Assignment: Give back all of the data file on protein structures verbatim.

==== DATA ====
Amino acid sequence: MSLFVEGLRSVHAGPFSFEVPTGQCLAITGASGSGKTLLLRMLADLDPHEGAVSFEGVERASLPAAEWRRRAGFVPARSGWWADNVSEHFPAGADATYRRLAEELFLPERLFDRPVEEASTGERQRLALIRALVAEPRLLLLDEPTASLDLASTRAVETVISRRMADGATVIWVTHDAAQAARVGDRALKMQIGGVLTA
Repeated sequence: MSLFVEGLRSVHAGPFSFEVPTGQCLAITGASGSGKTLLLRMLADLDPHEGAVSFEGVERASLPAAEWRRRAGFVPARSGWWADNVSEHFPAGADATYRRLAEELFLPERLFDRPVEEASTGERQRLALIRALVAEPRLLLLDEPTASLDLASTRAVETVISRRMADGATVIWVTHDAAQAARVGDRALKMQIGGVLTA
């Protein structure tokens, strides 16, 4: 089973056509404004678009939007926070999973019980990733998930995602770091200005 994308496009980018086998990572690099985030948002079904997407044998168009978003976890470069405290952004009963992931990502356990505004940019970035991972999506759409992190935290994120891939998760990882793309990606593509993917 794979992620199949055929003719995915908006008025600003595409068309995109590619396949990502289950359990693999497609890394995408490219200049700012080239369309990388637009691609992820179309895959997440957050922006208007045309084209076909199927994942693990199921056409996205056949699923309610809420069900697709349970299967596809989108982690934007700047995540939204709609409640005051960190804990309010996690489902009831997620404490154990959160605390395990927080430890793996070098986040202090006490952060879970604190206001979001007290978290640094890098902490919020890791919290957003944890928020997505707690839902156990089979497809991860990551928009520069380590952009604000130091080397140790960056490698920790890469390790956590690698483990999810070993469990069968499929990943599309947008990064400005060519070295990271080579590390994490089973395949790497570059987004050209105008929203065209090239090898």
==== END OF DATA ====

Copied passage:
Amino acid sequence: MSLFVEGLRSVHAGPFSFEVPTGQCLAITGASGSGKTLLLRMLADLDPHEGAVSFEGVERASLPAAEWRRRAGFVPARSGWWADNVSEHFPAGADATYRRLAEELFLPERLFDRPVEEASTGERQRLALIRALVAEPRLLLLDEPTASLDLASTRAVETVISRRMADGATVIWVTHDAAQAARVGDRALKMQIGGVLTA
Repeated sequence: MSLFVEGLRSVHAGPFSFEVPTGQCLAITGASGSGKTLLLRMLADLDPHEGAVSFEGVERASLPAAEWRRRAGFVPARSGWWADNVSEHFPAGADATYRRLAEELFLPERLFDRPVEEASTGERQRLALIRALVAEPRLLLLDEPTASLDLASTRAVETVISRRMADGATVIWVTHDAAQAARVGDRALKMQIGGVLTA
């Protein structure tokens, strides 16, 4: 089973056509404004678009939007926070999973019980990733998930995602770091200005 994308496009980018086998990572690099985030948002079904997407044998168009978003976890470069405290952004009963992931990502356990505004940019970035991972999506759409992190935290994120891939998760990882793309990606593509993917 794979992620199949055929003719995915908006008025600003595409068309995109590619396949990502289950359990693999497609890394995408490219200049700012080239369309990388637009691609992820179309895959997440957050922006208007045309084209076909199927994942693990199921056409996205056949699923309610809420069900697709349970299967596809989108982690934007700047995540939204709609409640005051960190804990309010996690489902009831997620404490154990959160605390395990927080430890793996070098986040202090006490952060879970604190206001979001007290978290640094890098902490919020890791919290957003944890928020997505707690839902156990089979497809991860990551928009520069380590952009604000130091080397140790960056490698920790890469390790956590690698483990999810070993469990069968499929990943599309947008990064400005060519070295990271080579590390994490089973395949790497570059987004050209105008929203065209090239090898």